Since the weather in old Chicago was spring-like today, I took the opportunity to open the windows and air the place out. Also in this burst of spring cleaning inspiration, I re-shelved a stack of books that I’d pulled from the shelves of my beloved library – and thought, I should show this off. I’m proud of my library, as it’s the result of (nearly) thirty years of my being a booknerd. Also, recently over at his blog, my husband showed off his muy impressive Transformers collection, and I thought I should match him.
(By the way, if you’re looking for a complicated heroine equal to anything you’ll find in literature, her name is Blackarachnia, and she’s my most favorite Transformer. We’re talking a bad girl who fell in love with a good guy, switched loyalties to be on the side of the good guys, and then lost her paramour, but not really… It’s the stuff great sweeping novels are born of. I’m not kidding. Also, she’s a spider robot who, in some versions, can fly. Beat that, Brontes.)
Speaking of the Brontes, the cornerstone of my library is my “Jane Eyre” collection, which resides with my other Bronte volumes and the works of Ms. Jane Austen on the shelves in the image below.
I have seven editions of “Jane Eyre,” ranging from the adorable Barnes & Noble travel sized-edition, to the Dame Darcy illustrated version, to one that’s in a paperback volume with “Wuthering Heights” and “Agnes Gray.” (I don’t collect any and every edition I find, just the pretty ones.)
Also notable on his section is the “everything Christopher Moore has ever written” shelf, which will soon be occupied by his newest release – “Sacre Bleu” – which I’m going to get signed in April when my husband’n'baby’n'I go to Milwaukee for a signing, which I’m over the moon about. He’s, by far, my favorite living author.
The library consists of two massive red bookcases from the Swedish wonderland known as IKEA. One is fiction, and the other is devoted to non-fiction/sci-fi/horror.
Below is the other half of my fiction collection, which includes a shelf of literature for young folks, two shelves full of nothing but plays, and a whole shelf devoted to Neil Gaiman and my collection of elephants. You can barely see it in the photo, but that’s a “Coraline” movie lunchbox.
Above the “fiction” shelf are a wonderful Japanese-style vase that was a wedding present from one of our dear friends, a pumpkin basket full of dried flowers I put together for a Halloween party two years ago, and a bust of Nefertiti I’ve had since junior high.
Moving on to the other shelves, the entire left side of the cabinet below is non-fiction, which encompasses travel and cookbooks as well as biography, history, and general non-fiction. The right side holds my husband’s comic books, sci-fi, and horror — as well as several wonderful horror-related figurines, such as an adorable Freddy Krueger figure. You can also clearly see the “Lord of the Rings” Pez dispenser set, which is never going anywhere.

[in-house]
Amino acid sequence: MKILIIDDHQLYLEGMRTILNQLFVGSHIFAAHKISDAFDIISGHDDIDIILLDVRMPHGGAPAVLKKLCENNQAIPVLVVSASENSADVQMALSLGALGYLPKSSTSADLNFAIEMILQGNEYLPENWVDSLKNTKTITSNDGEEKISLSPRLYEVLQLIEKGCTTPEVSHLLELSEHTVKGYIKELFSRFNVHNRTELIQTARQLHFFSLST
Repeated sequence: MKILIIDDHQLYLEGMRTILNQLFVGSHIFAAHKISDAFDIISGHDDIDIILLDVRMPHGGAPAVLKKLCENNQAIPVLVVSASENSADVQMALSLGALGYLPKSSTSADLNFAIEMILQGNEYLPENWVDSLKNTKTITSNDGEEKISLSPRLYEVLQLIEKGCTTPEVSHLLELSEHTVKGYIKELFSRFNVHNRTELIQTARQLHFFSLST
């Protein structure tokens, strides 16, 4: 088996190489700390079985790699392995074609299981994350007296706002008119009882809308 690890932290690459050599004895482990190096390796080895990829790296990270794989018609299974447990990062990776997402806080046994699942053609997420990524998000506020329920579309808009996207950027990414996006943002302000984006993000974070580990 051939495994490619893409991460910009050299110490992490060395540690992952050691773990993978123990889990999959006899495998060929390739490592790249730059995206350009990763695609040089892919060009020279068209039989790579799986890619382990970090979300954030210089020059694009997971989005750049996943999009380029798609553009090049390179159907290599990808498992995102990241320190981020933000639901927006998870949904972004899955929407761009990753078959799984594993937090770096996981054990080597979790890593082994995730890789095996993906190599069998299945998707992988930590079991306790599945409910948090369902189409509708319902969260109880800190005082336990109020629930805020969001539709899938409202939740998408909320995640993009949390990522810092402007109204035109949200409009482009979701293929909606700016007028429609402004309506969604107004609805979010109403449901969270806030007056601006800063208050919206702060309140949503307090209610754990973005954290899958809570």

On top of these shelves is our board game collection, which we’re quite proud of. I’m a big fan of “Monopoly,” though it’s not my husband’s favorite.
P.S., If you’ve never played “Dixit” you’re missing out.
Below, you can see the view from the library window. Right behind those buildings is the Sears (Willis, whatever) Tower.
Last but not least, there’s a pile of my book-making supplies which I don’t yet have a place for. So they reside in a pile, easily accessible whenever I get the urge to make a book.
I sincerely hope you enjoyed this tour of my booknerdiness.
Have a lovely day!~
This bookmark – and banned books pin – is from the Harriet Beecher Stowe Center in Hartford, Connecticut where my friend Amanda recently spent her Christmas. I love it – and was in need of a bookmark anyway!
Tomorrow a new year dawns, and with it come resolutions.
Here I go, 2012.
1. Visit the Madeleine L’Engle special collections at Wheaton College. This was supposed to be a 2011 resolution, but things – babies – got in the way. It’s on.
2. Read more Dickens. I’ve read “Great Expectations,” and I think it’s one of the best books ever, but that (and of course “A Christmas Carol” too) are about the only Dickens I’ve read. I intend to remedy that this year.
3. Visit book-related sites all along our 2012 road trip. We’re going to Dallas, Austin, and Memphis — and this booknerd is going to have a big ol’ adventure. Of course, first I have to read books about these cities and by authors from these places.
4. Continue to support Independent Bookstores. Therefore, I will try and wean myself from Amazon. But it’s going to be tough, especially figuring out how to get other ebook formats purchased from other places onto my Kindle.